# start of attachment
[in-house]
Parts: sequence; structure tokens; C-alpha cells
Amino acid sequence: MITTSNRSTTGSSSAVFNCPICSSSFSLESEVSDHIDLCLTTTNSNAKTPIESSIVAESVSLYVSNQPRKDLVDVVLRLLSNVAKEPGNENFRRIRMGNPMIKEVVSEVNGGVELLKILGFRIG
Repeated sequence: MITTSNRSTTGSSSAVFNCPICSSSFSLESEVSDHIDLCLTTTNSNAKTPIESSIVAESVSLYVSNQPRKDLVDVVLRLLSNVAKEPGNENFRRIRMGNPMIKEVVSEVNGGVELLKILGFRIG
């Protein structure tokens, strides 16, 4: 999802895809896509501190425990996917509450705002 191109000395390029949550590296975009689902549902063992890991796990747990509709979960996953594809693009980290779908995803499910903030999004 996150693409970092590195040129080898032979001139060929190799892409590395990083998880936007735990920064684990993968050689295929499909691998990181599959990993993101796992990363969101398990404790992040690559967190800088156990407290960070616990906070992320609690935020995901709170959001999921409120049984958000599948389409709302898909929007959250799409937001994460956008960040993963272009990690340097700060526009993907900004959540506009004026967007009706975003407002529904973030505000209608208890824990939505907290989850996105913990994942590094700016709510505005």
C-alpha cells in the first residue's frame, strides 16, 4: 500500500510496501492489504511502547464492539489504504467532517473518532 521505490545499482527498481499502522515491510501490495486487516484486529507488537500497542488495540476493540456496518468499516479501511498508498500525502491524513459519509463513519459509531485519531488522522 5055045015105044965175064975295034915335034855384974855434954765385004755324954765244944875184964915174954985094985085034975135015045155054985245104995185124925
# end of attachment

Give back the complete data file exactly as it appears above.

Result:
[in-house]
Parts: sequence; structure tokens; C-alpha cells
Amino acid sequence: MITTSNRSTTGSSSAVFNCPICSSSFSLESEVSDHIDLCLTTTNSNAKTPIESSIVAESVSLYVSNQPRKDLVDVVLRLLSNVAKEPGNENFRRIRMGNPMIKEVVSEVNGGVELLKILGFRIG
Repeated sequence: MITTSNRSTTGSSSAVFNCPICSSSFSLESEVSDHIDLCLTTTNSNAKTPIESSIVAESVSLYVSNQPRKDLVDVVLRLLSNVAKEPGNENFRRIRMGNPMIKEVVSEVNGGVELLKILGFRIG
């Protein structure tokens, strides 16, 4: 999802895809896509501190425990996917509450705002 191109000395390029949550590296975009689902549902063992890991796990747990509709979960996953594809693009980290779908995803499910903030999004 996150693409970092590195040129080898032979001139060929190799892409590395990083998880936007735990920064684990993968050689295929499909691998990181599959990993993101796992990363969101398990404790992040690559967190800088156990407290960070616990906070992320609690935020995901709170959001999921409120049984958000599948389409709302898909929007959250799409937001994460956008960040993963272009990690340097700060526009993907900004959540506009004026967007009706975003407002529904973030505000209608208890824990939505907290989850996105913990994942590094700016709510505005």
C-alpha cells in the first residue's frame, strides 16, 4: 500500500510496501492489504511502547464492539489504504467532517473518532 521505490545499482527498481499502522515491510501490495486487516484486529507488537500497542488495540476493540456496518468499516479501511498508498500525502491524513459519509463513519459509531485519531488522522 5055045015105044965175064975295034915335034855384974855434954765385004755324954765244944875184964915174954985094985085034975135015045155054985245104995185124925